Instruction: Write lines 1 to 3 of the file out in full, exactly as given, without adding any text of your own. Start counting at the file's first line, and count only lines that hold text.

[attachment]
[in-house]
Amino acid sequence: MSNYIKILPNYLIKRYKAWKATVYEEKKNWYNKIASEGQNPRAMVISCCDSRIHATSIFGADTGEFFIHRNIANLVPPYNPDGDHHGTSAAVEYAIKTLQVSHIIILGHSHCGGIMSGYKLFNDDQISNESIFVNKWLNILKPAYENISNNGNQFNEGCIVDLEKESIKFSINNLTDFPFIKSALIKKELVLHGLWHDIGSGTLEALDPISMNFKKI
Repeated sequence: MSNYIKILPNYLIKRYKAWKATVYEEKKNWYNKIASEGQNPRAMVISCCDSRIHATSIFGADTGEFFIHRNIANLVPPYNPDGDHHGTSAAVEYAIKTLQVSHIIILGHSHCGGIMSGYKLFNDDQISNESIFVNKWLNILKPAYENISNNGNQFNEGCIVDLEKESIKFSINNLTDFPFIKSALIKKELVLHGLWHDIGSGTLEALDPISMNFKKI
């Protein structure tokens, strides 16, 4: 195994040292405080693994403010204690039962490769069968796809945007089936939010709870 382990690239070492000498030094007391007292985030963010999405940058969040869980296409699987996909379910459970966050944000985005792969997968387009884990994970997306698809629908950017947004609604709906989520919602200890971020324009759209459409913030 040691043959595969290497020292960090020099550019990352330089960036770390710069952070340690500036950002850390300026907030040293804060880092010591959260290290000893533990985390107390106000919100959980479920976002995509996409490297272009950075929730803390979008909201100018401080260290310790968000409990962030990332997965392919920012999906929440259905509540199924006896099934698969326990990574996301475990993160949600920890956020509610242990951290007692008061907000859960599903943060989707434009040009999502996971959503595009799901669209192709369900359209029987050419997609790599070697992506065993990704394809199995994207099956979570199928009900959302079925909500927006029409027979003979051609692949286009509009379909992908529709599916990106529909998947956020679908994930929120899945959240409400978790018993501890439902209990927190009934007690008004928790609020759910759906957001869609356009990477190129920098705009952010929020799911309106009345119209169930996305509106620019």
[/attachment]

[in-house]
Amino acid sequence: MSNYIKILPNYLIKRYKAWKATVYEEKKNWYNKIASEGQNPRAMVISCCDSRIHATSIFGADTGEFFIHRNIANLVPPYNPDGDHHGTSAAVEYAIKTLQVSHIIILGHSHCGGIMSGYKLFNDDQISNESIFVNKWLNILKPAYENISNNGNQFNEGCIVDLEKESIKFSINNLTDFPFIKSALIKKELVLHGLWHDIGSGTLEALDPISMNFKKI
Repeated sequence: MSNYIKILPNYLIKRYKAWKATVYEEKKNWYNKIASEGQNPRAMVISCCDSRIHATSIFGADTGEFFIHRNIANLVPPYNPDGDHHGTSAAVEYAIKTLQVSHIIILGHSHCGGIMSGYKLFNDDQISNESIFVNKWLNILKPAYENISNNGNQFNEGCIVDLEKESIKFSINNLTDFPFIKSALIKKELVLHGLWHDIGSGTLEALDPISMNFKKI